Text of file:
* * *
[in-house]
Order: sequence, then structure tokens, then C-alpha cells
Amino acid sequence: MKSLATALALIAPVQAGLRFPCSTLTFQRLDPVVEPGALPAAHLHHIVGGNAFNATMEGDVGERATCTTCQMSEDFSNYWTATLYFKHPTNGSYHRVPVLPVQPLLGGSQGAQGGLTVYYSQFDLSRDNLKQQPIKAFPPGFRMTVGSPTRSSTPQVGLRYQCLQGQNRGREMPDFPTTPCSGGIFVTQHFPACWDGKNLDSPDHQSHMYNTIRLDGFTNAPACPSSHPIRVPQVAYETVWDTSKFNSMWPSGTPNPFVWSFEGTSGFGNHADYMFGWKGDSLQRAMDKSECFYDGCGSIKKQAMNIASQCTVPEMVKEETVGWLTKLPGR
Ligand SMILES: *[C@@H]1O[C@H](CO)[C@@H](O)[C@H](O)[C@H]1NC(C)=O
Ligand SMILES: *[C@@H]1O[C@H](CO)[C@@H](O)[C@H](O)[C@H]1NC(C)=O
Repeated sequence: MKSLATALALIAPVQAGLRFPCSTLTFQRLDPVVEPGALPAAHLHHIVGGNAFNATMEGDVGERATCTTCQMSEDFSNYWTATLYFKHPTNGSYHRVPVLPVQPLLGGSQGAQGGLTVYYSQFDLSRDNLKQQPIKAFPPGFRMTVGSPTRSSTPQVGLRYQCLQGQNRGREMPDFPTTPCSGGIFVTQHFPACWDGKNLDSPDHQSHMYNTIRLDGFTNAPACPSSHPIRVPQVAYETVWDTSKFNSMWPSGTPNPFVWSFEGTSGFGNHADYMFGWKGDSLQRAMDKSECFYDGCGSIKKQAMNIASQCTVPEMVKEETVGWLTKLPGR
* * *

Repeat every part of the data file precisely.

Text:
[in-house]
Order: sequence, then structure tokens, then C-alpha cells
Amino acid sequence: MKSLATALALIAPVQAGLRFPCSTLTFQRLDPVVEPGALPAAHLHHIVGGNAFNATMEGDVGERATCTTCQMSEDFSNYWTATLYFKHPTNGSYHRVPVLPVQPLLGGSQGAQGGLTVYYSQFDLSRDNLKQQPIKAFPPGFRMTVGSPTRSSTPQVGLRYQCLQGQNRGREMPDFPTTPCSGGIFVTQHFPACWDGKNLDSPDHQSHMYNTIRLDGFTNAPACPSSHPIRVPQVAYETVWDTSKFNSMWPSGTPNPFVWSFEGTSGFGNHADYMFGWKGDSLQRAMDKSECFYDGCGSIKKQAMNIASQCTVPEMVKEETVGWLTKLPGR
Ligand SMILES: *[C@@H]1O[C@H](CO)[C@@H](O)[C@H](O)[C@H]1NC(C)=O
Ligand SMILES: *[C@@H]1O[C@H](CO)[C@@H](O)[C@H](O)[C@H]1NC(C)=O
Repeated sequence: MKSLATALALIAPVQAGLRFPCSTLTFQRLDPVVEPGALPAAHLHHIVGGNAFNATMEGDVGERATCTTCQMSEDFSNYWTATLYFKHPTNGSYHRVPVLPVQPLLGGSQGAQGGLTVYYSQFDLSRDNLKQQPIKAFPPGFRMTVGSPTRSSTPQVGLRYQCLQGQNRGREMPDFPTTPCSGGIFVTQHFPACWDGKNLDSPDHQSHMYNTIRLDGFTNAPACPSSHPIRVPQVAYETVWDTSKFNSMWPSGTPNPFVWSFEGTSGFGNHADYMFGWKGDSLQRAMDKSECFYDGCGSIKKQAMNIASQCTVPEMVKEETVGWLTKLPGR